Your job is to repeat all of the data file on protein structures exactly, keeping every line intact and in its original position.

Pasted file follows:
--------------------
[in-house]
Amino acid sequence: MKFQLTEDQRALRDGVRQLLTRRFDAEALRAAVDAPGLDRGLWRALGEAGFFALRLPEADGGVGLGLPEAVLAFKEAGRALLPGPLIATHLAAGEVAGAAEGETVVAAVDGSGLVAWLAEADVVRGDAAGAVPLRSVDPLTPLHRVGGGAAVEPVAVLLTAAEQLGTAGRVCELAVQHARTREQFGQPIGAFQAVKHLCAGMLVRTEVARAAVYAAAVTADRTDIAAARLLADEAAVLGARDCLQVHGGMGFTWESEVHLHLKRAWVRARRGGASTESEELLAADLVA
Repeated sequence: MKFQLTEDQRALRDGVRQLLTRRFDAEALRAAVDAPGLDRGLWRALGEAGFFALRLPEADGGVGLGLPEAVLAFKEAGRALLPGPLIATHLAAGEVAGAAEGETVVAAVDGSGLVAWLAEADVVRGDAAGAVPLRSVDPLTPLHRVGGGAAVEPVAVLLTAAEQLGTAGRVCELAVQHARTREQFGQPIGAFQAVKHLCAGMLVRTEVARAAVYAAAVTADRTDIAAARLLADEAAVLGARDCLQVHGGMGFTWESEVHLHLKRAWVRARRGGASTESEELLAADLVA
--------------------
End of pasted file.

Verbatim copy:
[in-house]
Amino acid sequence: MKFQLTEDQRALRDGVRQLLTRRFDAEALRAAVDAPGLDRGLWRALGEAGFFALRLPEADGGVGLGLPEAVLAFKEAGRALLPGPLIATHLAAGEVAGAAEGETVVAAVDGSGLVAWLAEADVVRGDAAGAVPLRSVDPLTPLHRVGGGAAVEPVAVLLTAAEQLGTAGRVCELAVQHARTREQFGQPIGAFQAVKHLCAGMLVRTEVARAAVYAAAVTADRTDIAAARLLADEAAVLGARDCLQVHGGMGFTWESEVHLHLKRAWVRARRGGASTESEELLAADLVA
Repeated sequence: MKFQLTEDQRALRDGVRQLLTRRFDAEALRAAVDAPGLDRGLWRALGEAGFFALRLPEADGGVGLGLPEAVLAFKEAGRALLPGPLIATHLAAGEVAGAAEGETVVAAVDGSGLVAWLAEADVVRGDAAGAVPLRSVDPLTPLHRVGGGAAVEPVAVLLTAAEQLGTAGRVCELAVQHARTREQFGQPIGAFQAVKHLCAGMLVRTEVARAAVYAAAVTADRTDIAAARLLADEAAVLGARDCLQVHGGMGFTWESEVHLHLKRAWVRARRGGASTESEELLAADLVA